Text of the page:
Aldine ISD students present bus shelter concept designs to Houston METRO.
A three-senior team from Eisenhower High School in Aldine ISD created a winning design for a METRO bus shelter that will eventually be built in their area.
Eight teams from Aldine ISD presented bus shelter concept proposals to a board of judges on April 23, 2019, at METRO headquarters. The teams that made it to the presentation floor had been competing against hundreds of other students. Students worked on their initial proposals for nearly four months, and teachers and science specialists assisted in choosing the winning submissions.
The partnership between Aldine ISD and METRO began in October of 2018. Brad Kaplan, a digital learning specialist at Aldine ISD, pitched the idea to Tom Lambert, CEO of METRO.
“When I told Tom about the idea, he was immediately excited by the opportunity for both METRO and the students of Aldine. He saw the importance of giving students a real-world opportunity to develop a product that would be presented to a board of experts at METRO,” Kaplan said.
Student teams created proposals and submitted them for judging at the end of March. The eight winning teams represented three different Aldine high schools: Blanson, Eisenhower, and Nimitz.
Each team was assigned a presentation coach and spent many hours working to master their pitch. The presentation coaches were district digital learning specialists.
According to Akilah Willery, Aldine ISD executive director of Instructional Technology, the students not only created the designs, but they also taught themselves the means to create them.
“The presentation coach’s job was to help each team prepare their digital presentation and ensure they put their best foot forward. The students did all of the work. They taught themselves how to use 3D design software and created their design prototype on their own. This was truly a student-driven project,” Willery said.
Students arrived at METRO headquarters the morning of April 23rd excited and nervous. Roberto Treviño, Executive Vice President, for Planning, Engineering, and Construction, welcomed the teams. Each team gave a 4-6 minute digital presentation and answered questions posed by the board of judges. Each team also provided the judges with a 3D printed model of their design.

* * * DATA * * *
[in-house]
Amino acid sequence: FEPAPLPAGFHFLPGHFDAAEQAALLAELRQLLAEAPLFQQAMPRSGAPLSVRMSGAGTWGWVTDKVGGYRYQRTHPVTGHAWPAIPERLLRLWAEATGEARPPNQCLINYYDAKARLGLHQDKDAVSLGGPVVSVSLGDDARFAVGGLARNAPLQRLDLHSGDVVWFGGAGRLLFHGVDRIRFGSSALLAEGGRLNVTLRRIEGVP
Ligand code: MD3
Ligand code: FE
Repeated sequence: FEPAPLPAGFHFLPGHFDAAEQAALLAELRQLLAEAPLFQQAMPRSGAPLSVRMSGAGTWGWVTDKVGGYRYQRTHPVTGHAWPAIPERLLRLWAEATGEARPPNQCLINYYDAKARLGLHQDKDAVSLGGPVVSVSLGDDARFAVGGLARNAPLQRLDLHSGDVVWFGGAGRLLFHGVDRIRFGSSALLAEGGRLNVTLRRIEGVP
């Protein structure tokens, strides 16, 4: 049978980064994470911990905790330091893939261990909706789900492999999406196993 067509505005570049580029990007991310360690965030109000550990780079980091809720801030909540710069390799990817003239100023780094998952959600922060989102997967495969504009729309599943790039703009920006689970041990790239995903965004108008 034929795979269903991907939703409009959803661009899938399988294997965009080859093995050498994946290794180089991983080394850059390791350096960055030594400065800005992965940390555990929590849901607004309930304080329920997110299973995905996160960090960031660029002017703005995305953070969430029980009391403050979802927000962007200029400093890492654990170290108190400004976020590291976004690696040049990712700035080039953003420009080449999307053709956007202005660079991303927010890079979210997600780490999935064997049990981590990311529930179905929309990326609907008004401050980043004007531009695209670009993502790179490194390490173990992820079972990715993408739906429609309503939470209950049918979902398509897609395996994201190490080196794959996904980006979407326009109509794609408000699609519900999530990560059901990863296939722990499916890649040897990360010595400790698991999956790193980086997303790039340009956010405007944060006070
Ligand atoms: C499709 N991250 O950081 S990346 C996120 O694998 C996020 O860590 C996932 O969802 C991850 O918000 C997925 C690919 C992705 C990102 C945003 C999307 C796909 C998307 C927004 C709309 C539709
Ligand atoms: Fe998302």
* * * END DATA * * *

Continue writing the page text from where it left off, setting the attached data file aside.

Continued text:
“What you are about to do is real-world. We are excited about what we are about to see,” Treviño said.
The panel included (from left to right) Mustaque Rumi, program manager II Engineering & Capital Projects; Brandie Locket, urban designer; Jackie Gil, media specialist; Michael Martinez, director of Community Engagement; and Treviño. Based on the feedback from the judges, choosing a winner was very difficult.
“All of the designs were amazing. Choosing a winner was difficult. All of the teams were well spoken. We could tell the teams worked hard on their project and presentation,” Treviño said.
Even though all of the projects were well-received, that team was from Eisenhower High School won the event.
“The curved back panel was the element that took this design over the top,” Locket said.
The three seniors who made up the Eisenhower High School team were Hector Baltazar, Sergio Garcia, and Eliezer Guillen. The team invested many hours on their project with the guidance of their science teacher, Remelia Arpino.
“We are going to build the shelter that the winning team has proposed. We will include elements from each of the shelter ideas because they were all great. It was tough to choose a single winner,” Treviño said.
The judges initially asked if there could be more than one winner, but Nguyen Bui, executive director of Technology Innovation at Aldine, said the competition should only have one.
“In the real world, only one design would be accepted, and this is like the real world,” Bui said.
Tom Lambert, President and CEO of METRO was on hand at the district day of design to announce the winner of the contest. Lambert said he was thoroughly impressed with the student’s design and was excited to be on hand to announce the winner at the event. “We intend to build the shelter designed by the winning team in the Eisenhower area. We are also planning to build a shelter that incorporates elements of each of the shelters that were presente” Lambert said on Saturday when he announced the winner.
Eisenhower High School Principal Todd Lindeman was very excited for the students and the community. The bus shelter the students designed will be built in the Eisenhower area, where students involved in its creation will be able to see it and enjoy all of the benefits provided by the new shelter.
This project went so well, that Aldine and Metro have already started talking about next year’s project.